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We have previously identified two ways that crypto miners may assist with existing New Energy generators in the Australian National Electricity Market (NEM). A proof-of-concept project by a joint venture between Blockstream and digital payment company Block Inc now shows that crypto miners can be responsible for New Energy projects being constructed.
From Follower to Leader
The joint venture is building a solar PV facility with a 12MWh Tesla Megapack for a 209 MW crypto mining facility. It is the first demonstration plant that shows that crypto mining facilities can fund the construction of New Energy generation assets.
In this article, we look at the challenges in Power Purchase Agreements and how crypto miners can solve them.
PPA’s in the NEM
One of the most essential parts to a development of a New Energy asset is an offtake agreement, also known as a Power Purchase Agreement (PPA). In the NEM, we differentiate between Off-Market and On-Market PPAs:
Off-Market PPAs are less contentious, but more difficult due to the required proximity of the off-taker. Common points of contention in On-Market PPA negotiations for New Energy assets are the risk regarding the connection agreement, economic curtailment or negative pricing.
The contentious question is, should those risks be:
First, we should clarify what a connection agreement, economic curtailment or negative pricing are.
A connection agreement is an agreement between an energy generator and AEMO and determines the capacity that a New Energy facility can export to the grid (Connection Agreement).
In the NEM, New Energy projects often face difficulties in obtaining a Connection Agreement that matches the planned capacity. For example, a wind farm project may be for 20MW but the Connection Agreement may only be for 10MW or denied completely by AEMO.
If a Connection Agreement cannot be obtained as planned, developers and PPA off-takers face a significant financial loss and projects often come to a halt.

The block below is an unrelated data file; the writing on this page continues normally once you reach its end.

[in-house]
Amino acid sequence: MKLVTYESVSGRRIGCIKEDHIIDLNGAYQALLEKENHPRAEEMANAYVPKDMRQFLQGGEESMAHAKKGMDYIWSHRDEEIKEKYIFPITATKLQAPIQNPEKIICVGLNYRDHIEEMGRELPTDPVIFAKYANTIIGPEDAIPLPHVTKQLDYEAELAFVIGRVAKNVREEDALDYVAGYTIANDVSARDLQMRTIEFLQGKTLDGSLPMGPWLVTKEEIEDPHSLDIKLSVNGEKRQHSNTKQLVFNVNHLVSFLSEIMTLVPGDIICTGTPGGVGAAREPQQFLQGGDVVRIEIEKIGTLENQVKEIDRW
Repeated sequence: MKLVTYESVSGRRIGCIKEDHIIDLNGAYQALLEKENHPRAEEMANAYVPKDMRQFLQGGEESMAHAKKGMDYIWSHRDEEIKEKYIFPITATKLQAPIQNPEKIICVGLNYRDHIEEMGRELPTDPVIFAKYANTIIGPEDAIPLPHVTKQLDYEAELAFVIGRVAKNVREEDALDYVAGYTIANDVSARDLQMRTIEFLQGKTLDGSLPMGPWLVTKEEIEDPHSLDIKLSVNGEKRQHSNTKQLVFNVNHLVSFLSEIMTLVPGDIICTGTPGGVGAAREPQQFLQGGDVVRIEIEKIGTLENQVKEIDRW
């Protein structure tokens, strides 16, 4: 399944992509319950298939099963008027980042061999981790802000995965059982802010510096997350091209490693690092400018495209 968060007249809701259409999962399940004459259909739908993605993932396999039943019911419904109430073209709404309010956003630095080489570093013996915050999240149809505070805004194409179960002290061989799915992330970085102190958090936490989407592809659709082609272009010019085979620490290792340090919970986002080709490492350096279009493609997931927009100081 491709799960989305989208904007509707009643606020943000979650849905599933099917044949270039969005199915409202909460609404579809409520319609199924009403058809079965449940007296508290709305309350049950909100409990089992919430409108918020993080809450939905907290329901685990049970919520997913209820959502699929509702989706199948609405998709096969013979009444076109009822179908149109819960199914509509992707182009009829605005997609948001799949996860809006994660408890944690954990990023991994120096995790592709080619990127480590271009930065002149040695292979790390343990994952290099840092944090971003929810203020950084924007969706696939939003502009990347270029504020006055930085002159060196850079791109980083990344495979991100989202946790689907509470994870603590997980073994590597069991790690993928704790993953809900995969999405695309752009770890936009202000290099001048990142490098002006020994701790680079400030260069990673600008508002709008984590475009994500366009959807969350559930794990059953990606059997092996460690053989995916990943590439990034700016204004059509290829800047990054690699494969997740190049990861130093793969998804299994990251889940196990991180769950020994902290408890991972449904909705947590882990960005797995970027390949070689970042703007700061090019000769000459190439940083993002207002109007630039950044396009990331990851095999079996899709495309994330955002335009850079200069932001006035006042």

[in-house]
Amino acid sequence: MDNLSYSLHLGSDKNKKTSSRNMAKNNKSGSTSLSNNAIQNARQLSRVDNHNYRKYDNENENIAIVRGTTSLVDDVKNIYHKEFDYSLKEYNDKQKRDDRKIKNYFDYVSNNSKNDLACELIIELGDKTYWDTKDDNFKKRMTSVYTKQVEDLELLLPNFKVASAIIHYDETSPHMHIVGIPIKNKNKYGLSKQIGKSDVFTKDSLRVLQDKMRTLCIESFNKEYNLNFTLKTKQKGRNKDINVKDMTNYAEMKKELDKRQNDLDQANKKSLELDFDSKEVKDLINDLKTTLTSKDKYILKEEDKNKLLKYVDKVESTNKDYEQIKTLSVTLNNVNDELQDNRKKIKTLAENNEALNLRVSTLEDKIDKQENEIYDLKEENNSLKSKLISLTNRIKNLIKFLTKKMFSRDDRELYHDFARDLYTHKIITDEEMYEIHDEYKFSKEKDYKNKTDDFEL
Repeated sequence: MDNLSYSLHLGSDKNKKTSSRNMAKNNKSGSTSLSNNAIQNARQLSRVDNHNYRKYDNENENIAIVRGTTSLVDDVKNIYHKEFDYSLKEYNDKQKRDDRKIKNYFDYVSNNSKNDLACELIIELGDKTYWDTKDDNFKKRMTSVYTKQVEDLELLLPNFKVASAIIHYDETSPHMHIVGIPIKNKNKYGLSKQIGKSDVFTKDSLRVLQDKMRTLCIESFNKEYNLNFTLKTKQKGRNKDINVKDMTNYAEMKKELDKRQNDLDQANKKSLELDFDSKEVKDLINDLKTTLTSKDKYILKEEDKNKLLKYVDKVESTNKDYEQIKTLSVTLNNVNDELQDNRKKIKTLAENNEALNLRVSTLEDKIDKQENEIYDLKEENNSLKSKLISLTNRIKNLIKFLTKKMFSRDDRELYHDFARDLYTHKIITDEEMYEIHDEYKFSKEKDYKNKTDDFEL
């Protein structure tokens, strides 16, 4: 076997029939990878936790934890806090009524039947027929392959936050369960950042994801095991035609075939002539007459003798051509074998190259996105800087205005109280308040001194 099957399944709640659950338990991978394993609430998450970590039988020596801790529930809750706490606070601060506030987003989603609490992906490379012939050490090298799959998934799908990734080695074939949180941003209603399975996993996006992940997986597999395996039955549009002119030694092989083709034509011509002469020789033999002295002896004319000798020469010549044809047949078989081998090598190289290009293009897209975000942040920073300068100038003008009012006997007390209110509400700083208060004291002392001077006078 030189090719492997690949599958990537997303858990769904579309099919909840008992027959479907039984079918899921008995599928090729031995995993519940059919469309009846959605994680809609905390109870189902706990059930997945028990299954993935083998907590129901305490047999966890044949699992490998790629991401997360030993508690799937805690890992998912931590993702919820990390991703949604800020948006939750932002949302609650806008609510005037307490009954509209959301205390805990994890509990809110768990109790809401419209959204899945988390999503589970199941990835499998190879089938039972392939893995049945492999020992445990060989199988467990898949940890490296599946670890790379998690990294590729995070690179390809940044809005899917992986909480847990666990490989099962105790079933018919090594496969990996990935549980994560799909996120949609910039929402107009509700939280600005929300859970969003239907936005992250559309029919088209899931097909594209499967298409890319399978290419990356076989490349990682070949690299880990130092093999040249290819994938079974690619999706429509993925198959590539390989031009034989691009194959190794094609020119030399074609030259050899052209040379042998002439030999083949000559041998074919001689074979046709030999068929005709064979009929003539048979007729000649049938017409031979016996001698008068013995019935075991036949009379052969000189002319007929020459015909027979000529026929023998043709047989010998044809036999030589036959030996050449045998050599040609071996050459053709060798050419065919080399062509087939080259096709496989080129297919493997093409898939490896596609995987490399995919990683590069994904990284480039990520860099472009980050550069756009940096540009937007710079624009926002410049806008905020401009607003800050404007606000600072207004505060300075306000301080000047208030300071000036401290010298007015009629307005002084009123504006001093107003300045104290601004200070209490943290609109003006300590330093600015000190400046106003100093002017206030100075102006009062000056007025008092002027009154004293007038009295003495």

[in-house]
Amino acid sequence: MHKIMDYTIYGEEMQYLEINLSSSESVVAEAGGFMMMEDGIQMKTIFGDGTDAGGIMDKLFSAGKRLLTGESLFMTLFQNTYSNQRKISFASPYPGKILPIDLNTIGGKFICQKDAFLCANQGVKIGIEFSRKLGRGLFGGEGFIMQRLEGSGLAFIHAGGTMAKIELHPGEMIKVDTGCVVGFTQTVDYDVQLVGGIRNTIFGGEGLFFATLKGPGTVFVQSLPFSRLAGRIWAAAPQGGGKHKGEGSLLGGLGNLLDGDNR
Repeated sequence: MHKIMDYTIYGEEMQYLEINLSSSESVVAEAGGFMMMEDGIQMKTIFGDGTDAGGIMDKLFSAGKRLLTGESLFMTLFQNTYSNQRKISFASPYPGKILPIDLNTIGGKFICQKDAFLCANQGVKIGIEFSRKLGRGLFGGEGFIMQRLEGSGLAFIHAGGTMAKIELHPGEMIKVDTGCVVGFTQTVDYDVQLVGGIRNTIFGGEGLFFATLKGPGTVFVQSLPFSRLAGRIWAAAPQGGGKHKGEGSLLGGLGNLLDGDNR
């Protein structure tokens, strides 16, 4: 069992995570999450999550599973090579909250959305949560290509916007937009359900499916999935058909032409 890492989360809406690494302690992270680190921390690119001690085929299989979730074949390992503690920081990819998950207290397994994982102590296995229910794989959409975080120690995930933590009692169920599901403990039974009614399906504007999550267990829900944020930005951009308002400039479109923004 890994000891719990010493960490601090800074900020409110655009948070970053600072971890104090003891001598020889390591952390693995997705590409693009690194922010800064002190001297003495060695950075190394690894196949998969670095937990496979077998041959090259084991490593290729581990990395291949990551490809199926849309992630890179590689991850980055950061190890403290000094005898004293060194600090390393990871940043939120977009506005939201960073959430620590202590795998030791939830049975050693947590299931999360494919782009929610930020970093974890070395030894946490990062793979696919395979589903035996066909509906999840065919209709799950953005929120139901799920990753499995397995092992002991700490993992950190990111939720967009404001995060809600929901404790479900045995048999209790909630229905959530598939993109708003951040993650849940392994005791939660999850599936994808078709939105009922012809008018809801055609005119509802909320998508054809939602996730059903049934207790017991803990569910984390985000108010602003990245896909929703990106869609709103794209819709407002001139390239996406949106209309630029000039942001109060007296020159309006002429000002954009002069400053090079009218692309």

AEMO may at any time curtail the amount of electricity a project can export to the grid for various reasons (e.g. frequency control, congestion etc). Such curtailments are referred to as economic curtailment (Economic Curtailment).
Unless a project contains a battery, electricity generated during Economic Curtailment is usually lost generation and may prevent the generator to meet its obligations under the PPA.
During trading intervals where the spot price is negative, and the generator must pay for the export of the electricity to the grid is referred to as negative pricing risk (Negative Pricing).
Again, if a project does not have a battery a generator will loose revenue during Negative Pricing intervals.
How can crypto miners help?
In essence, the above risks all concern situations during which electricity is generated but no cash can be obtained it. Crypto miners can turn electricity into immediate cashflow, with the cash price for the generated electricity only being dependent on the price of the digital currency. This price may be volatile, however, not as volatile as the NEM Spot Price.
In conclusion, Crypto mining can generate revenue for the New Energy asset without any dependency on AEMO or the market. This means the New Energy developers can start the construction of a New Energy facility without bearing the traditional risks associated with Negative Pricing, Economic Curtailment or obtaining a Connection Agreement.
Taking it a step further, developers can, to a degree, quantify the market risk by the capital and operational expenditure of the crypto miners.
With their potential to change the responsibility matrix in PPA negotiations and reduce the complexities for both off-takers and PPA providers, crypto miners pioneer an innovative way forward for the future of New Energy.
Navigating through NEM risks
At Hamilton Locke, we help clients navigate through the energy and crypto mining project life cycle – from project development, grid connection, financing and construction, including the buying and selling of development and operating projects.
Matt Baumgurtel leads the New Energy team at Hamilton Locke.
Cedric Von Duering is a lawyer in Hamilton Locke’s New Energy team.
Megan Chau is a graduate in the Hamilton Locke New Energy team.